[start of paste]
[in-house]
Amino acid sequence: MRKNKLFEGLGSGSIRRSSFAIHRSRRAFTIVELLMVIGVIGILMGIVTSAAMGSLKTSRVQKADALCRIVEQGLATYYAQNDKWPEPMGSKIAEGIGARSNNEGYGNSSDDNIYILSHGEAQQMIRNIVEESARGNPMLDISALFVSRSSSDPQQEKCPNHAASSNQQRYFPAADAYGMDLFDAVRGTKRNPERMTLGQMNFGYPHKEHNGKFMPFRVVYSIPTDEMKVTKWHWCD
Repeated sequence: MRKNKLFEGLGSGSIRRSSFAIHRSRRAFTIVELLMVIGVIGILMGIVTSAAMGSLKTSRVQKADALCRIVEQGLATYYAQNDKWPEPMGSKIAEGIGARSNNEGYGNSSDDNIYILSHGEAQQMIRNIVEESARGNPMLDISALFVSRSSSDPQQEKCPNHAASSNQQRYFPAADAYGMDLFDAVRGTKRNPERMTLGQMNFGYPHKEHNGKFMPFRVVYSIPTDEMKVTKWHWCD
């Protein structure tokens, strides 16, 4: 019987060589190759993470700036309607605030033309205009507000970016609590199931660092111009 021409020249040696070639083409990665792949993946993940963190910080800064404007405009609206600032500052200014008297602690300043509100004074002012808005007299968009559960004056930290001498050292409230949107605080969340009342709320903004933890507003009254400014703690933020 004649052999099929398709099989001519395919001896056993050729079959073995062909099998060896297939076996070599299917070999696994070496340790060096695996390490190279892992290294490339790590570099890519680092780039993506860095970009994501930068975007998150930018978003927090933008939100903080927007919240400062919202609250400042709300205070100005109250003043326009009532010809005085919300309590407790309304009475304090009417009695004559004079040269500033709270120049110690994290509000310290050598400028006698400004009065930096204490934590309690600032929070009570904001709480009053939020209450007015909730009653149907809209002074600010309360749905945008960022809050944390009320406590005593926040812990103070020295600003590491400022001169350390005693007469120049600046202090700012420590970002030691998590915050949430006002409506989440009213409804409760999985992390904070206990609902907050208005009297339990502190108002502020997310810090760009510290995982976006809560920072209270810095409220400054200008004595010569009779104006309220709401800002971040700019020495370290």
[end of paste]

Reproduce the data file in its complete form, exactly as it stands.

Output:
[in-house]
Amino acid sequence: MRKNKLFEGLGSGSIRRSSFAIHRSRRAFTIVELLMVIGVIGILMGIVTSAAMGSLKTSRVQKADALCRIVEQGLATYYAQNDKWPEPMGSKIAEGIGARSNNEGYGNSSDDNIYILSHGEAQQMIRNIVEESARGNPMLDISALFVSRSSSDPQQEKCPNHAASSNQQRYFPAADAYGMDLFDAVRGTKRNPERMTLGQMNFGYPHKEHNGKFMPFRVVYSIPTDEMKVTKWHWCD
Repeated sequence: MRKNKLFEGLGSGSIRRSSFAIHRSRRAFTIVELLMVIGVIGILMGIVTSAAMGSLKTSRVQKADALCRIVEQGLATYYAQNDKWPEPMGSKIAEGIGARSNNEGYGNSSDDNIYILSHGEAQQMIRNIVEESARGNPMLDISALFVSRSSSDPQQEKCPNHAASSNQQRYFPAADAYGMDLFDAVRGTKRNPERMTLGQMNFGYPHKEHNGKFMPFRVVYSIPTDEMKVTKWHWCD
């Protein structure tokens, strides 16, 4: 019987060589190759993470700036309607605030033309205009507000970016609590199931660092111009 021409020249040696070639083409990665792949993946993940963190910080800064404007405009609206600032500052200014008297602690300043509100004074002012808005007299968009559960004056930290001498050292409230949107605080969340009342709320903004933890507003009254400014703690933020 004649052999099929398709099989001519395919001896056993050729079959073995062909099998060896297939076996070599299917070999696994070496340790060096695996390490190279892992290294490339790590570099890519680092780039993506860095970009994501930068975007998150930018978003927090933008939100903080927007919240400062919202609250400042709300205070100005109250003043326009009532010809005085919300309590407790309304009475304090009417009695004559004079040269500033709270120049110690994290509000310290050598400028006698400004009065930096204490934590309690600032929070009570904001709480009053939020209450007015909730009653149907809209002074600010309360749905945008960022809050944390009320406590005593926040812990103070020295600003590491400022001169350390005693007469120049600046202090700012420590970002030691998590915050949430006002409506989440009213409804409760999985992390904070206990609902907050208005009297339990502190108002502020997310810090760009510290995982976006809560920072209270810095409220400054200008004595010569009779104006309220709401800002971040700019020495370290």